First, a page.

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Leadership is a constant learning experience. You can't simply look at a great leader and follow his or her formula-- it takes trial and error, and learning from your mistakes. While it does help to see what makes a successful leader, you also have to look at why failed leaders don't succeed... which brings me to Star Wars.
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With the 3D rerelease of The Phantom Menace, the Star Wars name has (for the millionth time) found a way to reignite its relevance in popular culture. But long before Jar Jar Binks was introduced to the saga, the original trilogy was teaching some great things not to do when it comes to successful leadership. Here's five things we can learn from the failure of The Galactic Empire:
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1. Don't build an organization around particular people - By the end of Return of the Jedi, we realize that the Empire is nothing without the Emperor and Darth Vader. They spent all that time gaining power and expanding their reach, but didn't leave any way for the Empire to continue in case something happens to them (which it does). Make sure that there's responsibility and talent on all levels.
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2. Give people the chance to have stake in the organization - This goes along with the first one, but there's an important difference. Once you give people responsibility, you have to give them reason to care. In the eyes of the Emperor's underlings, there was no reason to work extra hard or be unique in any way-- if they did, they surely wouldn't get recognized for it. This ruins efficiency and makes terrible use of your most valuable resource: people's time.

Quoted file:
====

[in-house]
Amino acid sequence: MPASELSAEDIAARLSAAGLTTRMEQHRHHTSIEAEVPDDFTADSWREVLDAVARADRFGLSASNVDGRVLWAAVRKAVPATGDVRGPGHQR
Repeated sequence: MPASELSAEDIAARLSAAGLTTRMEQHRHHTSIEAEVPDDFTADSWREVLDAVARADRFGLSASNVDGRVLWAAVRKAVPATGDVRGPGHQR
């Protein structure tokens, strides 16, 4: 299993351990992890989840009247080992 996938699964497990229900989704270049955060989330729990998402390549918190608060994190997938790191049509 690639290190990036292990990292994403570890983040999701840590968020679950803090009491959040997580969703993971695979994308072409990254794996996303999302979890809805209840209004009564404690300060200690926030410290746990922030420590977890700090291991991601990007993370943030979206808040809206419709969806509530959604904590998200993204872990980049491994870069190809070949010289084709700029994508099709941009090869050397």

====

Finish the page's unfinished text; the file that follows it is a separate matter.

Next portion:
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3. Have tolerance for failure - When somebody screwed up, the Emperor and Vader usually just killed them. Making mistakes is one of the best ways we learn. If you get rid of everyone the first time they make a mistake, all you're doing is surrounding yourself with amateurs.
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4. Don't focus all your efforts into a single goal without considering alternatives - Obsession and tunnel vision is a mark of terrible leadership. That doesn't mean you shouldn't be driven and determined, but sometimes you have to alter your course just a bit. The Empire's narrowed goal of completing the Death Star prevented them from seeing any other opportunities, and it allowed the Rebels to win.
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5. Learn from mistakes - Not only do you have to let your workers learn from their mistakes, you have to admit when you as a leader have failed, and what you can do to prevent it from happening again. The Empire's response to the first Death Star being destroyed was: build another one. They don't bother to analyze why it didn't work the first time and learn from it, they just barrel forward.
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About Mark

Mark began inspiring audiences with his acclaimed book Opportunity Rocks®. After the book was featured in USA Today, Small Business Trendsetters, Business Innovators and TBN, it didn’t take long for Mark Kamp® to have his own following of screaming fans.

Now the exuberant keynote experience it is today, Mark Kamp’s® mission is to unlock everyone’s inner rock star, wherever that may take him.

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